Wake up dress up and show up

Wake up, dress up, and show up

The other day, on my way to school, I passed a well-dressed man. What was remarkable about his attire was that he had obviously spent some time getting dressed. He was clean-shaven, his hair neatly combed, and his clothing tailored — fitting him correctly. He was walking in a tousle of poorly cloaked individuals. This had the effect of making him look even more remarkable.

I was left with the distinct impression that he was going nowhere special and had simply decided to celebrate the day. This is something that we no longer see — presenting oneself well to acknowledge life and all its beauty. Currently, in my estimation, the average human being — across all cultures — no longer physically reveres the day. He is, at best, perfunctory, going about his business, his journey, just to get through it. He doesn’t care how he looks to others — or, obviously, to himself for that matter.

How many times have we heard that life is short? It is over in a heartbeat, the time is passing too quickly, etc., etc. If this were true, you would think that I would be excited about my small piece of consciousness. I would look good! but no, seemingly, not true. But wait, the lack of caring for my outward appearance shrouds the deep machinations of my thoughtfulness and self-reflection. But alas, also not true.

In the West, our level of religious attendance is at an all-time low — though we claim to be spiritual, whatever that means. (1) The three main questions of life: “Why am I here? What is my mission? What happens when I die?” are not being addressed.

We are not pensive, and becoming bland and boring as a species. Our deep desire for material well-being, for money and things, is not mirrored by an ascendance in taste and quality — or of thought! (2) We cannot, for example, even figure out that aggression, and war, accomplices nothing but pain for the average human being. I cite history as an example.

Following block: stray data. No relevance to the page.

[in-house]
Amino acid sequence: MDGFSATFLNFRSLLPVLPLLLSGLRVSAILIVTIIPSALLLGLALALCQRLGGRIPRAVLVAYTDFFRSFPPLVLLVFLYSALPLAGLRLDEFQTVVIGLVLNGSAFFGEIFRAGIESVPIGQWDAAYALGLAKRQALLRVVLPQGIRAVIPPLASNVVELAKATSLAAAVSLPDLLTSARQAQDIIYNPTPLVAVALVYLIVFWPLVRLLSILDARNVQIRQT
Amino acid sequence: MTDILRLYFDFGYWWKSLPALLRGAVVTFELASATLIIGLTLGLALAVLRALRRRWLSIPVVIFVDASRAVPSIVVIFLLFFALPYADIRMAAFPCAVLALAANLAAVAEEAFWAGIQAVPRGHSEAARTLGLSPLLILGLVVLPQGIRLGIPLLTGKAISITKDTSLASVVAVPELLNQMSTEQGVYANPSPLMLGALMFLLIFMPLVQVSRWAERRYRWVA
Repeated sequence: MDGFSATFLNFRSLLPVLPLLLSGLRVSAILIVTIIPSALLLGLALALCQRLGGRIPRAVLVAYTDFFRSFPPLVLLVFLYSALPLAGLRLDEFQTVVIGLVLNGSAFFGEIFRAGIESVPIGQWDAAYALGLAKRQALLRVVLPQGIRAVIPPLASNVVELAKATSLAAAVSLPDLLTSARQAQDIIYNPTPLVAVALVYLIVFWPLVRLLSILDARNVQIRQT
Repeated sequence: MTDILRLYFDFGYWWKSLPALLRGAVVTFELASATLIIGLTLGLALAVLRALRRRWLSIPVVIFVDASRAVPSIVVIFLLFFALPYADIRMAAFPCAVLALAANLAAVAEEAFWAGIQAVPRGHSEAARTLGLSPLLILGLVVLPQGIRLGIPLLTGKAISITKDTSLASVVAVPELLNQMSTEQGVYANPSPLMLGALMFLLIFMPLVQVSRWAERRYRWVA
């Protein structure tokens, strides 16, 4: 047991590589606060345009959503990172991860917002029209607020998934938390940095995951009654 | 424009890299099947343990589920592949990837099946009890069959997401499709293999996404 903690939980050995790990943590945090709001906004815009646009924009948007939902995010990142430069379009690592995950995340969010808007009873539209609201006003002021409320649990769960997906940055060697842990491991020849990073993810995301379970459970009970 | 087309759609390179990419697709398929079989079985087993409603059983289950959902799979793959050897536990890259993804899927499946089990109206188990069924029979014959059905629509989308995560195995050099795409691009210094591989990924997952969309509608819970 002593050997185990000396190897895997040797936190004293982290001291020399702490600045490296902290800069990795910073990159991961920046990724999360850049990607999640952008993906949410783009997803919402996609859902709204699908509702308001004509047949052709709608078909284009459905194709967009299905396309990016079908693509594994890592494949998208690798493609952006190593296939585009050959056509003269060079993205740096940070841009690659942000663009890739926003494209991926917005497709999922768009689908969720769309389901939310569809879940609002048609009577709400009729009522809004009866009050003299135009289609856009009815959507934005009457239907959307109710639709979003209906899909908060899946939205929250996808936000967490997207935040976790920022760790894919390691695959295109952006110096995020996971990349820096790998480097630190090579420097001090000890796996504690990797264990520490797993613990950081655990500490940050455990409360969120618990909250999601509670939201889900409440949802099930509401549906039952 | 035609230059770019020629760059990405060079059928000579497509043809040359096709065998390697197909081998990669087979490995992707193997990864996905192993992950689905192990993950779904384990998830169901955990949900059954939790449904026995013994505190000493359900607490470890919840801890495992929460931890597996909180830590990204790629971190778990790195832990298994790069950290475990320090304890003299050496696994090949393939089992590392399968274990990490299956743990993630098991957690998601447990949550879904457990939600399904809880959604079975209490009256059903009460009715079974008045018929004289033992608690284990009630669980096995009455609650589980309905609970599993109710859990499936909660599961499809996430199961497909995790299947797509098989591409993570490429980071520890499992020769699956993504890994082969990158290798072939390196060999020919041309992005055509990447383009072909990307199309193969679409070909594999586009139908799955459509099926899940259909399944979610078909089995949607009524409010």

I propose a new path — wake up, dress up, show up, and think! Learn to be thoughtful about this magnificent world we occupy. This is not a new idea. Sage souls have railed against the moral, spiritual, and philosophical corruption of society for many eons. What is unique about our age, however, is that there are no clear social classes. We are all rolled into one. This has the advantage of allowing the average individual to have social mobility. (3)

Thus we can choose to have some elan in our life — Always excellence: why not?  Designer, Jatin Singh, leaves us with a thought: Never wear anything that panics the cat. Looking good isn’t self-importance; it’s self-respect. Dressing well is a form of good manners. The boor covers himself, the rich man or the fool adorns himself, and the elegant man gets dressed.

A closing thought:  It is important that we realize we are social beings. No one can see my beauty inside. They are simply presented with my corporeal form. This is especially telling on a date or at a job interview. It is one thing to reject conventionality and simply wear what you want or, conversely, not know how to dress properly at all.

To sum up:  This week we spoke about caring for your physical well-being.

To be noted: From Coco Chanel (4) — Dress shabbily and they remember the dress; dress impeccably and they remember the woman.

Just for fun: 

For reflection: 

This week, on your meaningful walk, please reflect on what being alive means to you.

Every day look for something magical and beautiful.

Don’t be a wage slave – critical thinking is great!

Quote: Present yourself in an elegant manner, why not?

Footnotes:

1) What It Means To Be Spiritual But Not Religious

2) More fancy dress than elegance: has social media killed good taste at the Met Gala?

3) The Importance of Social Mobility

4) Coco Chanel – Fashion Icon & Collaborator Documentary

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